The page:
L: “We are concullegas (Dutch expression that mixes the words "competitor" and colleague", Ed.), but with an emphasis on the colleague part. But that changes every year. In the beginning, I would sometimes see Ama in the media and think: 'I would have liked to do that too'. But, at the end of the day, she just tells the story really well and we are trying to achieve the same goals.”

A: “I can relate. When you're just starting out, you're a bit more insecure about what you're doing and how to do it. But that fades away after a while. In the end, we are not always in each other's way and we do things our own way.”

You shed a lot of light on the topic of students' mental health. Do you think they will be okay now that the lockdowns are over for the time being?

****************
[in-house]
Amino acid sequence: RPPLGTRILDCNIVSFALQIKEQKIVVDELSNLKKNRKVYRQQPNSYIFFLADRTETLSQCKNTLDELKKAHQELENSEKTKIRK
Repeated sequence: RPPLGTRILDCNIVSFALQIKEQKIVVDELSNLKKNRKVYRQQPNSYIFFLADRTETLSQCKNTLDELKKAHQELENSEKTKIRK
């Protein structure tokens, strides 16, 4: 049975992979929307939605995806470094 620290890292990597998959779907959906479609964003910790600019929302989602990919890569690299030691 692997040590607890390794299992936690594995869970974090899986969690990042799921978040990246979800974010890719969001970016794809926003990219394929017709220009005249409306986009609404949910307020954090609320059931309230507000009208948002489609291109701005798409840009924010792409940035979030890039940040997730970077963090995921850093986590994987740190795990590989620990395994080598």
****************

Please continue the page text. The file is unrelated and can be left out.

L: “It is a misconception that students' mental health is directly connected to the pandemic. They had problems before the pandemic as well.”

A: “Take, for example, the pressure to perform and all the things students have to juggle: financial worries, side jobs, room shortages. The narrative that it's all our own doing, whether things are going well or not, doesn't help either. Young people have not bounced back fully yet, after the lockdowns. Many of them learned to study in a different way, namely at home, from a laptop.”

How do you keep your head above water with such a busy year?
L: “We are actually not role models at all: we do everything students shouldn't do if they want to take good care of themselves. Of course, we do have fun as well, but our roles entail a lot of hard work. It does help that we do it with a team, though. Sometimes, others would take the press telephone from me, so that I could catch my breath.”

A: “Similarly to ISO, we have a coach with whom we can talk about challenging situations we might encounter in this job. That helps you sort things out for yourself. We just go through so much. I wrote down a lot so I won't forget all that happened."